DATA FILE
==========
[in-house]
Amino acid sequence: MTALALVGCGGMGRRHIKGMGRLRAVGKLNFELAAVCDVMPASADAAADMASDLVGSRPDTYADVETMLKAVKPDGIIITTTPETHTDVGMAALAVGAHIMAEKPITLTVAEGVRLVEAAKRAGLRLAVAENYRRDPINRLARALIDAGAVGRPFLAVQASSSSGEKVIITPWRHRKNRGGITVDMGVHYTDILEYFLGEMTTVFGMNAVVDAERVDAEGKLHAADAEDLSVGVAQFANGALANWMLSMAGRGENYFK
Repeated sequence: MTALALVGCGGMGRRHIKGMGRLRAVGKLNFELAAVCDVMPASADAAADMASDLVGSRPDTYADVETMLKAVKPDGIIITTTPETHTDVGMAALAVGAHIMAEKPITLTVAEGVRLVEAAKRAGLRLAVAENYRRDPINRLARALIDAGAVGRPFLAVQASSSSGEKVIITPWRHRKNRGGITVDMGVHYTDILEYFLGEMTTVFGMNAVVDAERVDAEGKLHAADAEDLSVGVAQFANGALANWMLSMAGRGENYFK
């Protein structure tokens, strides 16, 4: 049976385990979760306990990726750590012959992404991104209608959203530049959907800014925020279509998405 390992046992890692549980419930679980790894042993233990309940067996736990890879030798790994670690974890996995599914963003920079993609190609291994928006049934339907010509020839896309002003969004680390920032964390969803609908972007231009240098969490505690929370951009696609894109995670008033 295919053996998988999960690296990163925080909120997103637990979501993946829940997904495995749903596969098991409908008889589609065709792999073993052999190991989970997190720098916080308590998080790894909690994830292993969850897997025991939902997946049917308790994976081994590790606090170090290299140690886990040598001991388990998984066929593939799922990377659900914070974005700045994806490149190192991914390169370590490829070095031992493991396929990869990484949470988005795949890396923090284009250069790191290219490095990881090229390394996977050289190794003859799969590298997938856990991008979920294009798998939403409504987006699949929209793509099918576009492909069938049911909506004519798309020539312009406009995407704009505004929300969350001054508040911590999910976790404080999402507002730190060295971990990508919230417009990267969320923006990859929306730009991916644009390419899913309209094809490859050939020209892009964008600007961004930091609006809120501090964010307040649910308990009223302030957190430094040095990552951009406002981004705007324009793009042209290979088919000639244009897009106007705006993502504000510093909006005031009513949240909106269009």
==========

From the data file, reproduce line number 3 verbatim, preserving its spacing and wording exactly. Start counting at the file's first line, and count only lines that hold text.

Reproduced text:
Repeated sequence: MTALALVGCGGMGRRHIKGMGRLRAVGKLNFELAAVCDVMPASADAAADMASDLVGSRPDTYADVETMLKAVKPDGIIITTTPETHTDVGMAALAVGAHIMAEKPITLTVAEGVRLVEAAKRAGLRLAVAENYRRDPINRLARALIDAGAVGRPFLAVQASSSSGEKVIITPWRHRKNRGGITVDMGVHYTDILEYFLGEMTTVFGMNAVVDAERVDAEGKLHAADAEDLSVGVAQFANGALANWMLSMAGRGENYFK